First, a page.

In mid-December 2019, the DJI, S&P 500, NASDAQ and TSX are all up by more than +10.0% year over year. Additionally, there have been some solid gains for stock markets in other countries. As Graph 5 shows, the German DAX 30 is +17.6%; STOXX Europe is +14.6%; and the Shanghai Composite is +11.0%.
Graph 5: Stock Market Performances: U.S. & Canada vs Rest of World
Year over Year as of Month-end Closings, November 2019
(7) U.S. Manufacturing Continues to Struggle
The U.S. manufacturing sector continues to struggle. November’s purchasing managers’ index (PMI) reading of 48.1%, from the Institute for Supply Management (ISM), was below 50.0% for the fourth month in a row. A figure less than 50.0%, but greater than 42.9%, indicates expansion in the overall economy but contraction in manufacturing. A PMI level of 48.1% has historically corresponded with real GDP growth of +1.5% annually (i.e., even lower than Q3’s recorded actual gain of +2.1%).
Also, manufacturing’s capacity utilization rate in November was an anemic 75.2%, down from 75.7% a quarter ago, and under November 2018’s 76.9%. Only two production-line sub-sectors are presently operating above 80.0% of capacity, ‘paper’ (85.0%) and ‘fabricated metal products’ (80.4%).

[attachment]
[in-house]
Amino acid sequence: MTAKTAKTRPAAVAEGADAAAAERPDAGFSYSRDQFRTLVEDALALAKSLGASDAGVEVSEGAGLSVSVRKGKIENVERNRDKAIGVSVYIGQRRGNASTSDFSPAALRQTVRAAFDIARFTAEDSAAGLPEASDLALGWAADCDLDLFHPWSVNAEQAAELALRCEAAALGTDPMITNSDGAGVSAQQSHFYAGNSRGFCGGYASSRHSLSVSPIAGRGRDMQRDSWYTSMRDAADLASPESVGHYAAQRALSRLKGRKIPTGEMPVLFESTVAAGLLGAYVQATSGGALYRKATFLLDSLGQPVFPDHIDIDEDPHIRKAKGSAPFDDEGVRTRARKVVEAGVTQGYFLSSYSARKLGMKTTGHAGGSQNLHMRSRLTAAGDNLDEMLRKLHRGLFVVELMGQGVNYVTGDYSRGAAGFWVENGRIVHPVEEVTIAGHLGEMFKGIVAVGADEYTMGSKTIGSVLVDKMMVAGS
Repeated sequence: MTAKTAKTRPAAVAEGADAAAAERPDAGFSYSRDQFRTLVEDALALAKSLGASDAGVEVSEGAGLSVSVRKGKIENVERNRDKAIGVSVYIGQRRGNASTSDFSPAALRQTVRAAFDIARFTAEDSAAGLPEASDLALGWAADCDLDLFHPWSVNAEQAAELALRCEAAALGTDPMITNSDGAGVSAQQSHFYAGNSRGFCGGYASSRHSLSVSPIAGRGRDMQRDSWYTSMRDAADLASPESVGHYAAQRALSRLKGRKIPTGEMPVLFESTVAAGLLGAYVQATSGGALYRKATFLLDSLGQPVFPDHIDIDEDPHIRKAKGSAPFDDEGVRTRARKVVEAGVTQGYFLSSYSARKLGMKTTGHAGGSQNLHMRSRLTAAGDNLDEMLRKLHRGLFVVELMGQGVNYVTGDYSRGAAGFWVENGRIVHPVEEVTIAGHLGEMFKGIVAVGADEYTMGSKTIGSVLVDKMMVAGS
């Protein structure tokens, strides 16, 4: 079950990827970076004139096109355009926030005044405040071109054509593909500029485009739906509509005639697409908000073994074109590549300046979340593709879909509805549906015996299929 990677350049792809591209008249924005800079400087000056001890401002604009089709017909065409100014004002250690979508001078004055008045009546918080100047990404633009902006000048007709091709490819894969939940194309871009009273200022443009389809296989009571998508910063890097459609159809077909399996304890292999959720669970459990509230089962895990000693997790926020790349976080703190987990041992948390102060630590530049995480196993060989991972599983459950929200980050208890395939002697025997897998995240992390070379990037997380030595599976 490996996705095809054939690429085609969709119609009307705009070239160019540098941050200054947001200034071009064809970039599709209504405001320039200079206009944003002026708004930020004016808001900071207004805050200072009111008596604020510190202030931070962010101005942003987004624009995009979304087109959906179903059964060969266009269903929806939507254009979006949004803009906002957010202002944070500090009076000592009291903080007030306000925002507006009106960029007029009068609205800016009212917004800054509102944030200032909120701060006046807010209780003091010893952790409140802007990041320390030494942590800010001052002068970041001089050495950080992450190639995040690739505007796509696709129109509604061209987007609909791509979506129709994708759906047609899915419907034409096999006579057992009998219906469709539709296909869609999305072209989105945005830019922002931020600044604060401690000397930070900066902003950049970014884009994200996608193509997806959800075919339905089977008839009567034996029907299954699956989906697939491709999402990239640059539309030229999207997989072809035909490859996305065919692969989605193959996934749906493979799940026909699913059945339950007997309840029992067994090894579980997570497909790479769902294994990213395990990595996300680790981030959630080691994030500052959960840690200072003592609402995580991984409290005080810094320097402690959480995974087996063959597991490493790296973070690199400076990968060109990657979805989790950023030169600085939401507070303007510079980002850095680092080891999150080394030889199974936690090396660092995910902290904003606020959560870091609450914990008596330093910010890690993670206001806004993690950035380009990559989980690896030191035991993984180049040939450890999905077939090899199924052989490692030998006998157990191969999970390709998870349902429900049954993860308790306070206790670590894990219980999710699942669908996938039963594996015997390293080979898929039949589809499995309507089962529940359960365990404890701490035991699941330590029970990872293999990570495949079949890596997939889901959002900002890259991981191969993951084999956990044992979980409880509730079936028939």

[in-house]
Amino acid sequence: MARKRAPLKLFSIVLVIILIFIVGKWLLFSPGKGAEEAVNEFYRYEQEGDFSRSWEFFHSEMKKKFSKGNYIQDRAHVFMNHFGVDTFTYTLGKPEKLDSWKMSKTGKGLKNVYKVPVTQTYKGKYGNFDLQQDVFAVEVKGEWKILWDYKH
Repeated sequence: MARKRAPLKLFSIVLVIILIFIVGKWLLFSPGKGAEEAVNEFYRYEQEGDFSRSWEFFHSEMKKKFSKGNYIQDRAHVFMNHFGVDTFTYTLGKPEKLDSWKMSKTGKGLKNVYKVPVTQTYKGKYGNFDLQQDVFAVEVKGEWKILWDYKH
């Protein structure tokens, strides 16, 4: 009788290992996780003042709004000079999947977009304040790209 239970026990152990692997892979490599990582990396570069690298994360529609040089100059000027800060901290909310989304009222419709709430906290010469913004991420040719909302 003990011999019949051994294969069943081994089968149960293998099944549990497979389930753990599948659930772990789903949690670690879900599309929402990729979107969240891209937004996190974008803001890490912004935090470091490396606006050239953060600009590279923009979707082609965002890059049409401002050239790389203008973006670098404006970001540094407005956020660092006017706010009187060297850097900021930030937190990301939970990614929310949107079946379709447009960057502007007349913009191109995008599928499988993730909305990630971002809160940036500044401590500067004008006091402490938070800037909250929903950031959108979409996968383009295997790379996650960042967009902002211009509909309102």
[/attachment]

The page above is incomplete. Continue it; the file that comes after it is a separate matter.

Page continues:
(8) Ontario Accounting for 80% of National Staffing Increase
Canada’s GDP growth has bounced around in 2019 to date. In Q1, it was a barely positive +0.8%; in Q2, a ‘booming’ +3.5%; and in Q3, only +1.3%.
Graph 6 shines a spotlight on the one province, Ontario, that is standing out from all the others at present with respect to labour markets. Ontario is the only jurisdiction that is among the leading provinces for both low unemployment rates and fast jobs growth. Hiring in Ontario has accounted for 80% of the year-over-year increase in the total number of jobs nationally.
Graph 6: Canada's Provincial Labour Markets - November 2019
(9) Canada Sure Likes 200,000 Housing Starts
It’s been noted before in these Nuggets reports that monthly Canadian housing starts, annualized, have been hovering around 200,000 units for an extended period of time, going back to 2010. In October and November of this year, the streak continued. Both months recorded annualized levels of 201,000 units.
Monthly average Canadian starts in 2019, with only December remaining in the year, have been 209,300 units, a minor pullback of -2.3% when compared with January-November 2018’s comparable figure of 214,200 units.
Among Canada’s six most populous cities, there’s been quite a diversity of year-to-date housing starts performances. Compared with January-November 2018, Vancouver (+21%) and Ottawa-Gatineau (+16%) have been reaching for the heights; Montreal (+7%), Edmonton (+6%) and Calgary (-6%) have been trekking along the middle ground; and Toronto (-24%) has been in the doldrums.